Bryson DeChambeau is oozing confidence after shooting a Friday 68 to climb the leader board at Winged Foot.
By Daniel Rapaport
MAMARONECK. N.Y. — He had his doubters. Bryson DeChambeau always does. When you put on 18kg of muscle in three months and post videos of your launch-monitor readings and argue with rules officials on national television, well, it comes with the territory.
Still, the skeptics seemed more emboldened than usual this week. Excited to watch him fail, one could say. DeChambeau told reporters on Tuesday that his plan for this U.S. Open was, in essence, to hit driver whenever possible. He knew he hadn’t been driving it recently as straight as he had been right after the PGA Tour’s restart in June, when he posted four straight top 10s and won the Rocket Mortgage. But driver is his biggest weapon, and he didn’t put on all that muscle and add all that speed to hit 3-irons off tees. So he was going to stick with it.
The general consensus from armchair strategists: not a good idea. Naïve. Immature. Haven’t you studied your golf history? This is Winged Foot. The rough is too penal. The angles are too important. Knowing when to attack and when to play for position. He’d be scrambling too often. Wouldn’t have the right looks to use the contours of these greens.
At the halfway point: Advantage, DeChambeau.
The newly-turned 27-year-old—his birthday was Wednesday—made five birdies and one breathtaking eagle on Friday to shoot a two-under 68, a remarkable score given the wind and pin placements he faced (only two players broke par in the morning). At three-under for the tournament with the afternoon wave set bracing for its thumping from Winged Foot, there’s a chance DeChambeau will go to bed in a position he’s never been in before: leading a major championship.
“Confidence is at an all-time high right now,” DeChambeau said. “Driving it well, iron play is fantastic, wedging is getting better each and every day, and I’m putting like I know I can. So very happy.”
It was DeChambeau’s fourth score of 68 or better in six major championship rounds this year. Prior to 2020, he had done that only once in 44 career tries. A big reason why: he’s first in in strokes gained/off the tee, the same stat he led the PGA Tour in during the 2019-’20 season.
About that monstrous eagle. It was the perfect illustration of DeChambeau’s power. The ninth hole at Winged Foot played 557 yards on Friday. It’s slightly downhill, and a 10-15 mile per hour breeze at the player’s back made it perhaps the only hole on Friday where par is a disappointing score. It was DeChambeau’s last hole of the day, and he mashed his baby draw 380 yards right down the center. From there, a pitching wedge—a pitching wedge!—that was perfect for distance. It landed on the front edge, hopped, checked, and rested six feet from the cup. The putt was dead centre.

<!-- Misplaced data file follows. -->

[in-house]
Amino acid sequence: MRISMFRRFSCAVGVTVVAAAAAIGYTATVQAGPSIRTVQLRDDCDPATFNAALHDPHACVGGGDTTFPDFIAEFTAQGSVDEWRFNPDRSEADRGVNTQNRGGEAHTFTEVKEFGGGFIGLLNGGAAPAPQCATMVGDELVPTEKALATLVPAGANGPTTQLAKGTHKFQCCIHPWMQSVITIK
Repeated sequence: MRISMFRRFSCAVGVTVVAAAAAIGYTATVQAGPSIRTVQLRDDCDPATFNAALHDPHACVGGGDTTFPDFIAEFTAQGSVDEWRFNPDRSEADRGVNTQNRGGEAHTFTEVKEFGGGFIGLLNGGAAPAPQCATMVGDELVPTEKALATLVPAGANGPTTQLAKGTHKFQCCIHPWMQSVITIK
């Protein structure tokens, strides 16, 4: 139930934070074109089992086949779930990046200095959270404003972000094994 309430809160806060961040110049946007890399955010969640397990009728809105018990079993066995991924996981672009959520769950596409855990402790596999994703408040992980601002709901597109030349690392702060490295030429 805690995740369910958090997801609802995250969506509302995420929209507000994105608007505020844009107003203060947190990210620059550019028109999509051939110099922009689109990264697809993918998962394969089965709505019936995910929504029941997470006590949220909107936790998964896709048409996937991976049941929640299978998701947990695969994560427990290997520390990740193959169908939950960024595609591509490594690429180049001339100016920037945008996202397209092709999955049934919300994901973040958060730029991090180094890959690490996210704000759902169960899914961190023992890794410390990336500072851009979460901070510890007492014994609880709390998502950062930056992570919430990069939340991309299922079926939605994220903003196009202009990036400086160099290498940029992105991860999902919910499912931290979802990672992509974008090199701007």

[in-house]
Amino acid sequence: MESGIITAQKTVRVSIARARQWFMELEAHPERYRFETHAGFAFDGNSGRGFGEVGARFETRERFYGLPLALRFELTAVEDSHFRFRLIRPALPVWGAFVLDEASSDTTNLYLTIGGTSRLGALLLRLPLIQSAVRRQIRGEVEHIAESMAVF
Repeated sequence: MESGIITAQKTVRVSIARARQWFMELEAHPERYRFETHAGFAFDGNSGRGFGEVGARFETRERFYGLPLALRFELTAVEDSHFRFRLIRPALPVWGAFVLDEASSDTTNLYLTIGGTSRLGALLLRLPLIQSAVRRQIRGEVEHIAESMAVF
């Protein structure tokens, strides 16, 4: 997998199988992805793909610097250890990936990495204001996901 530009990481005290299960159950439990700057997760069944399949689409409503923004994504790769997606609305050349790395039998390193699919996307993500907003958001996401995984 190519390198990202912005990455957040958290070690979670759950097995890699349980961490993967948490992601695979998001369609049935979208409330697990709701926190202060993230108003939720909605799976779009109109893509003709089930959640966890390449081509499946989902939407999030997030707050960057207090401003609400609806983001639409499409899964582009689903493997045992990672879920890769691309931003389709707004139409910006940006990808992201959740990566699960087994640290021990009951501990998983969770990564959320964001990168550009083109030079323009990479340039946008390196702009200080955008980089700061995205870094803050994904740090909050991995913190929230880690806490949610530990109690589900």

— U.S. Open (USGA) (@usopengolf) September 18, 2020
About that perfectly weighted pitching wedge. It’s what DeChambeau was working on when he closed the driving range on Thursday night. After finishing his round around 6:15, he headed to the practice tee to dial in his wedges. The problem? They were going too far, naturally. He normally flies his 47-degree wedge 145 yards, but on Thursday, they were carrying close to 155. So he “recalibrated it,” which gave him a healthy dose of confidence heading into the second round.
“If my iron play is great, I feel like I can play from anywhere,” he said. “I know my driver is going to be going far. Sometimes straight, sometimes a little crooked. But if I can hit my irons really well, then I feel like I’ll be good for the rest of the day.”
DeChambeau did have to scramble quite a bit on Friday. He missed seven of 14 fairways and made five bogeys. But he knew this going in—the thought process was to be as close to the green as possible when you do inevitably miss these ultra-tight fairways. Most green complexes at Winged Foot offer at least a sliver of a lane to run the ball up, and DeChambeau felt he could muscle balls onto the green if he was close enough.
In other words, take the good with the bed. He’s accepting the scrambling because he knows the times he does hit the fairway will yield birdies. He played the seven holes he did find the fairway in a combined four-under, with a bogey. DeChambeau leads the field in strokes gained/off the tee.
But will this persist? Can he continue to hit driver everywhere and miss half his fairways and simply overpower the U.S. Open, the same way he overpowered the Rocket Mortgage Classic?
“That’s a question for the Gods,” DeChambeau said without a hint of irony. “That’s a question for God. I don’t know if you can. I mean, Tiger has been able to do something like that many times before, so I think there is something. But human scientific research does not say anything about that.”